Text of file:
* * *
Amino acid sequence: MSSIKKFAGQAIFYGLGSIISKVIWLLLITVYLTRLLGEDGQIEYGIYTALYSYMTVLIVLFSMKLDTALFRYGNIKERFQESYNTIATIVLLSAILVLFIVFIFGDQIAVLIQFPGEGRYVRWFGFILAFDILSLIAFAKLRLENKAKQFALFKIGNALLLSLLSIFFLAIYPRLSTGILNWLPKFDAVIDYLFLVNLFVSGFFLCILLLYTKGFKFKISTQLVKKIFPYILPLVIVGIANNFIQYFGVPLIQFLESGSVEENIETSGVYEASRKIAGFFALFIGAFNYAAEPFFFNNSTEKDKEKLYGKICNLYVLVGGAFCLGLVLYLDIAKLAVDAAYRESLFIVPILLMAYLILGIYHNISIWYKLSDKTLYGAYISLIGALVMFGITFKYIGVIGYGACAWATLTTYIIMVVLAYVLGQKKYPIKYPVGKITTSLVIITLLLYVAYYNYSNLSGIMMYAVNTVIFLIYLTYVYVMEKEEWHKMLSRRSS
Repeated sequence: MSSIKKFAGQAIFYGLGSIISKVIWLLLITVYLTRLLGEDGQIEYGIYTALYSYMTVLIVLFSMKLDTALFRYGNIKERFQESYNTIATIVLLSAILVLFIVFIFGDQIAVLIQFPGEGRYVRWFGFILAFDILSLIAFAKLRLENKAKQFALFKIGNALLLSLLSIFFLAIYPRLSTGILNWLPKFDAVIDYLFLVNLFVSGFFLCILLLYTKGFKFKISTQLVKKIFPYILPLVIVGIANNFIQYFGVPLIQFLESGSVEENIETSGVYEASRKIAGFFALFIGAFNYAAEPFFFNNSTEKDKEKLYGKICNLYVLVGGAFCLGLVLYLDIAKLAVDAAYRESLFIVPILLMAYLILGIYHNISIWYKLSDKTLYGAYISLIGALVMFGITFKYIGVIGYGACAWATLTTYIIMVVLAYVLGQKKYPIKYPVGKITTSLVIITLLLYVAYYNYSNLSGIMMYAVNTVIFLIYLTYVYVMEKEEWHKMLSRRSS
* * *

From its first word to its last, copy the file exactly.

Amino acid sequence: MSSIKKFAGQAIFYGLGSIISKVIWLLLITVYLTRLLGEDGQIEYGIYTALYSYMTVLIVLFSMKLDTALFRYGNIKERFQESYNTIATIVLLSAILVLFIVFIFGDQIAVLIQFPGEGRYVRWFGFILAFDILSLIAFAKLRLENKAKQFALFKIGNALLLSLLSIFFLAIYPRLSTGILNWLPKFDAVIDYLFLVNLFVSGFFLCILLLYTKGFKFKISTQLVKKIFPYILPLVIVGIANNFIQYFGVPLIQFLESGSVEENIETSGVYEASRKIAGFFALFIGAFNYAAEPFFFNNSTEKDKEKLYGKICNLYVLVGGAFCLGLVLYLDIAKLAVDAAYRESLFIVPILLMAYLILGIYHNISIWYKLSDKTLYGAYISLIGALVMFGITFKYIGVIGYGACAWATLTTYIIMVVLAYVLGQKKYPIKYPVGKITTSLVIITLLLYVAYYNYSNLSGIMMYAVNTVIFLIYLTYVYVMEKEEWHKMLSRRSS
Repeated sequence: MSSIKKFAGQAIFYGLGSIISKVIWLLLITVYLTRLLGEDGQIEYGIYTALYSYMTVLIVLFSMKLDTALFRYGNIKERFQESYNTIATIVLLSAILVLFIVFIFGDQIAVLIQFPGEGRYVRWFGFILAFDILSLIAFAKLRLENKAKQFALFKIGNALLLSLLSIFFLAIYPRLSTGILNWLPKFDAVIDYLFLVNLFVSGFFLCILLLYTKGFKFKISTQLVKKIFPYILPLVIVGIANNFIQYFGVPLIQFLESGSVEENIETSGVYEASRKIAGFFALFIGAFNYAAEPFFFNNSTEKDKEKLYGKICNLYVLVGGAFCLGLVLYLDIAKLAVDAAYRESLFIVPILLMAYLILGIYHNISIWYKLSDKTLYGAYISLIGALVMFGITFKYIGVIGYGACAWATLTTYIIMVVLAYVLGQKKYPIKYPVGKITTSLVIITLLLYVAYYNYSNLSGIMMYAVNTVIFLIYLTYVYVMEKEEWHKMLSRRSS